Sheriff’s office focuses effort on student safety, anti-bullying campaign

Published 9:47 am Wednesday, December 17, 2014

Walk down almost any high school hallway and you’ll see signs of bullying. One kid is picking his books off of the floor, while another student points and laughs. A group of girls gossip quietly about their classmate that doesn’t dress in designer clothes, while her best friend didn’t even show up to school to avoid the same ridicule.

Instead of turning a blind eye to the problem that plagues schools across the country, the Southampton County Sheriff’s Office has developed a school safety program that is aimed at helping children recognize bullying and encourages them to speak up when they or someone they know is being bullied.

The program, created by Deputies Hank Fuller, Keith Rose and Serena White, deals with several other topics, as well, including the dangers of drugs and alcohol, texting while driving and seatbelt safety. Traveling to schools throughout the Western Tidewater region, the deputies host assemblies for youth of all ages, Pre-K through grade 12, and hand out silicone bracelets with the phrase “I’m not a BULLY” inscribed on them.

“It’s a great opportunity for us to teach the kids about what they should do if they are bullied,” said Deputy Lundy Sadler, as he handed out bracelets to children at the Courtland Head Start Center. “We want them to be comfortable telling their parents, teachers or even us if they’re experiencing being bullied.”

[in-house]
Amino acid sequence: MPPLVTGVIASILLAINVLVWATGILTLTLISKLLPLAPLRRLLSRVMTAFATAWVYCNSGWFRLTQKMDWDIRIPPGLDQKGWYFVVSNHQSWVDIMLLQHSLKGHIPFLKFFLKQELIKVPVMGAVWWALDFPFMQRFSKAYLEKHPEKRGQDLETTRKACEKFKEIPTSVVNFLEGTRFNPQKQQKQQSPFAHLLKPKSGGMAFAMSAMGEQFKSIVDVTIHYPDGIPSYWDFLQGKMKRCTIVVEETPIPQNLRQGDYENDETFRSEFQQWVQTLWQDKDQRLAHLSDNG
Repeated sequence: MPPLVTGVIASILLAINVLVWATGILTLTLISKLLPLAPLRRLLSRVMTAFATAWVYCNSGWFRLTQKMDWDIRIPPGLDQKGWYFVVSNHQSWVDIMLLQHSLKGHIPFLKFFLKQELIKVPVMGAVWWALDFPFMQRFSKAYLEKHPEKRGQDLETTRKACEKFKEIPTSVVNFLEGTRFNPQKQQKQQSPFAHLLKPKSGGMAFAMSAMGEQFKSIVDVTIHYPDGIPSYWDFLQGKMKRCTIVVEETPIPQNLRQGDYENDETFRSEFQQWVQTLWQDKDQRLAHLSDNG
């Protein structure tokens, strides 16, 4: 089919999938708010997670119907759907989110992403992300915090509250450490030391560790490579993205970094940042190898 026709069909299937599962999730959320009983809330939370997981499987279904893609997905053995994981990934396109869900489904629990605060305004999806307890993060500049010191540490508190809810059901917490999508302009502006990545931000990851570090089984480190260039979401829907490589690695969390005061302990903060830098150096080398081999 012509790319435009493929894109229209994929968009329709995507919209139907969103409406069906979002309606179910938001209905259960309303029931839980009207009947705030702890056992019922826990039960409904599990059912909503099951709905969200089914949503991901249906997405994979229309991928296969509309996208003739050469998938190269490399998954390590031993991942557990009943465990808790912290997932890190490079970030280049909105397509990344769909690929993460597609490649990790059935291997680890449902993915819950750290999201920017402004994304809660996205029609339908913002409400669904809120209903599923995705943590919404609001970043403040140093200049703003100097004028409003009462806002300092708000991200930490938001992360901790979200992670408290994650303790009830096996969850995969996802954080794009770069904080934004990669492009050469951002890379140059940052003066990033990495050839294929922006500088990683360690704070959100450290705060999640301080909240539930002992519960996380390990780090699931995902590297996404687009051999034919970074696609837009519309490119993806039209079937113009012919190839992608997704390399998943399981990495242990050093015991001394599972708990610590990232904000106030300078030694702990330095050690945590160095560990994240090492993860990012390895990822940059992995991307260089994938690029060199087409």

According to the National Education Association, bullying and violence cause 160,000 children to miss one or more days of school each month. Children who are victims of bullying, including malicious teasing, threats, physical abuse, obscene gesturing and name-calling, are more likely to experience mental health concerns, which can lead to both physical issues and/or negative social behaviors, such as headaches, stomachaches, difficulty concentrating, decline in school performance, depression, isolation and thoughts of suicide.

Studies by the U.S. Department of Health and Human Services show that 21.9 percent of students in Virginia are bullied on school property, higher than the national average of 19.6 percent. However, the deputies explained that not all forms of bullying occur in-person, either. In fact, that same study shows that 14.8 percent of students nationwide — 14.5 percent in Virginia — are electronically bullied each year through email, chat rooms and text messages.

“Children are the future, and we have to be able to foster relationships with them for a few reasons,” Sadler said. “We want them to see cops and understand that we’re the good guys and be comfortable around us, and so that we can help them recognize if they’re bullying someone or being bullied themselves.”